On the inauguration of his web portal the eminent Indian leader Mr. Adavani said “First major radical invention for humanity was of the wheel, second electricity and third is the internet.” This technology has opened up new avenues to interact with people. As per reports the content on the Internet has grown 8,760 times since 1999.
With the content explosion, celebrities endorsing products increasingly pale in comparison. There was a time when consumers listened to relatives, friends or neighbours to make purchase decisions. Now, thanks to the Internet, even strangers have become influencers.
There are many tools to do this, such as a Website recommendation, a voting button, a favourite list. With economic downturn affecting advertisers, promoting brands through conventional advertising is being re-examined by spenders in a new light amid the rise of new Internet habits. According to a study conducted by Lodestar Universal of 17,000 active Internet users across 29 countries, one of India’s largest media service agencies, says that the rise of social media – which includes social networking sites like Orkut and Facebook and blogs – ‘digital friends’ (like pen pals of yesteryears) and proliferation of Internet channels like photo and video sharing sites are changing the landscape. In India, actively influenced categories include consumer electronics, cellphone services, travel options.
Internet has also got some hazards, You might have probably seen an increase in the amount of “junk mail” which shows up in your email box, or on your favorite newsgroup. The activities of a small number of people are becoming a bigger problem for the Internet. According to a recent study it has been found that just one response for every 12.5 million spam mails sent can turn spammers into millionaires.
Spam is flooding the Internet with many copies of the same message, in an attempt to force the message on people who would not otherwise choose to receive it. Most spam is commercial advertising, often for dubious products, get-rich-quick schemes, or quasi-legal services. Spam costs the sender very little to send — most of the costs are paid for by the recipient or the carriers rather than by the sender.
I received Spam mails on behalf of the two reputed banks in my inbox. There after I saw a warning on the ATM machine while using it stating to ignore such messages.There are two main types of spam, and they have different effects on Internet users. Cancellable Usenet spam is a single message sent to 20 or more Usenet newsgroups. (Through long experience, Usenet users have found that any message posted to so many newsgroups is often not relevant to most or all of them.) Usenet spam is aimed at “lurkers”, people who read newsgroups but rarely or never post and give their address away. Usenet spam robs users of the utility of the newsgroups by overwhelming them with a barrage of advertising or other irrelevant posts. Furthermore, Usenet spam subverts the ability of system administrators and owners to manage the topics they accept on their systems.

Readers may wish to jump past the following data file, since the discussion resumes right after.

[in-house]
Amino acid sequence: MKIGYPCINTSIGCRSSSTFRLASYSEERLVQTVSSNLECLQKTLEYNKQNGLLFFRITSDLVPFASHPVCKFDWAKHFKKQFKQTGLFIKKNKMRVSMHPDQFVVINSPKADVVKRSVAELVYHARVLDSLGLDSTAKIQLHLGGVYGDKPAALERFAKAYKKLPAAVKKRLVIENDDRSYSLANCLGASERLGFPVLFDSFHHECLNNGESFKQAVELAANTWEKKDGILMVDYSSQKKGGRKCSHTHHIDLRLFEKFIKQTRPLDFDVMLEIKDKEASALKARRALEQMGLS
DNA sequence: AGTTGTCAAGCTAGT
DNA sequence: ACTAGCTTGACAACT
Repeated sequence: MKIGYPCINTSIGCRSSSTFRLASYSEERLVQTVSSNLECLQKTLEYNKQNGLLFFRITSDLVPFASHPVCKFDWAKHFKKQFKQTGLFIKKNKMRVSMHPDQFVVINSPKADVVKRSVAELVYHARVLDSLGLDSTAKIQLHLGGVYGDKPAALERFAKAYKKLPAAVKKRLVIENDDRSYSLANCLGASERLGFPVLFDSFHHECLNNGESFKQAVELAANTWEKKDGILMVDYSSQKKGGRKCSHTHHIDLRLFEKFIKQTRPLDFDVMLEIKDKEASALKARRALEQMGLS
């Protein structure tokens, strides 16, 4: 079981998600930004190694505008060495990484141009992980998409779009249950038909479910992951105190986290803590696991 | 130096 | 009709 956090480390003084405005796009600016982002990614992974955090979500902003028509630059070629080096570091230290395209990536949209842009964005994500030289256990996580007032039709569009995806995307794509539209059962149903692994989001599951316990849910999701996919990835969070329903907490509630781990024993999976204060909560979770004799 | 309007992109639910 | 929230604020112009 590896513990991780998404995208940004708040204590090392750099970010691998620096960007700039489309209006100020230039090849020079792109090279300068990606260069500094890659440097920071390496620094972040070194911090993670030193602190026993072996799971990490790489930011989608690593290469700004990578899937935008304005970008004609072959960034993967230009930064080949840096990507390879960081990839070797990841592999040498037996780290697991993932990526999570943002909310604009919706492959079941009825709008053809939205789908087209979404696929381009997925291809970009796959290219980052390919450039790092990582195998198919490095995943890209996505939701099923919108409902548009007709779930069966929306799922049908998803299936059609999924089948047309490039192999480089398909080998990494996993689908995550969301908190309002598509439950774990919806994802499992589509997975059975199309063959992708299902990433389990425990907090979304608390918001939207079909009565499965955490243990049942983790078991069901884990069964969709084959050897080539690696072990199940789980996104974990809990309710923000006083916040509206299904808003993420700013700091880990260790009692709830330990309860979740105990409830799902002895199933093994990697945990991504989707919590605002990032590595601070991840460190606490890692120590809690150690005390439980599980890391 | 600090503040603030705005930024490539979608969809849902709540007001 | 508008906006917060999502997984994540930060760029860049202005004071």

Email spam targets individual users with direct mail messages. Email spam lists are often created by scanning Usenet postings, stealing Internet mailing lists, or searching the Web for addresses. Email spams typically cost users money out-of-pocket to receive. Many people – anyone with measured phone service – read or receive their mail while the meter is running, so to speak. Spam costs them additional money. On top of that, it costs money for ISPs and online services to transmit spam, and these costs are transmitted directly to subscribers. One particularly nasty variant of email spam is sending spam to mailing lists (public or private email discussion forums.) Because many mailing lists limit activity to their subscribers, spammers will use automated tools to subscribe to as many mailing lists as possible, so that they can grab the lists of addresses, or use the mailing list as a direct target for their attacks.
Researchers from University of California, San Diego and Berkeley hijacked a working spam network and uncovered some of the economics of being a junk mailer. The scientists broke into the Storm network that uses hijacked home computers as relays for junk mail. The research team led by Assistant Professor Stefan Savage from UCSD, created several so-called “proxy bots” that acted as conduits of information between the command and control system for Storm and the hijacked home PCs that actually send out junk mail. They used these machines to control a total of 75,869 hijacked machines and routed their own fake spam campaigns through them. For the study, the researchers created a pharmacy site and ran two types of fake spam campaign through these machines. One mimicked the way Storm spreads using viruses and the other tried to tempt people to visit a fake pharmacy site and buy a herbal remedy to boost their libido.
The fake pharmacy site was made to resemble those run by Storm’s real owners but always returned an error message when potential buyers clicked a button to submit their credit card details. While running their spam campaigns the researchers sent about 469 million junk e-mail messages. The vast majority of these were for the fake pharmacy campaign. After 26 days, and almost 350 million e-mail messages, only 28 sales resulted,” BBC quoted the researchers, as writing. The response rate for this campaign was less than 0.00001percent. This is far below the average of 2.15 pct reported by legitimate direct mail organisations. “Taken together, these conversions would have resulted in revenues of 2,731.88 dollars-a bit over 100 dollars a day for the measurement period,” they added. The researchers estimate that the controllers of the vast system are netting about 7,000 dollars a day or more than 2m dollars per year.